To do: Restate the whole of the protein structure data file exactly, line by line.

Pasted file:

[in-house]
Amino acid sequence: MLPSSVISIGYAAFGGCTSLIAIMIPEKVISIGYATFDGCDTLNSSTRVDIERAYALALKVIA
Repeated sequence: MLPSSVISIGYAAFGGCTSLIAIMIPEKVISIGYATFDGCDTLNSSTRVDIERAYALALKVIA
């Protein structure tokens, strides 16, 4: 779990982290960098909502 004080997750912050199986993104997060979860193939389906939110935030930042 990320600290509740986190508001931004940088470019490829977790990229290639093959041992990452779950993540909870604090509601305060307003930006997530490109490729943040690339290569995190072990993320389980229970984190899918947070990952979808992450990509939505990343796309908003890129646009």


[in-house]
Amino acid sequence: MLPSSVISIGYAAFGGCTSLIAIMIPEKVISIGYATFDGCDTLNSSTRVDIERAYALALKVIA
Repeated sequence: MLPSSVISIGYAAFGGCTSLIAIMIPEKVISIGYATFDGCDTLNSSTRVDIERAYALALKVIA
């Protein structure tokens, strides 16, 4: 779990982290960098909502 004080997750912050199986993104997060979860193939389906939110935030930042 990320600290509740986190508001931004940088470019490829977790990229290639093959041992990452779950993540909870604090509601305060307003930006997530490109490729943040690339290569995190072990993320389980229970984190899918947070990952979808992450990509939505990343796309908003890129646009």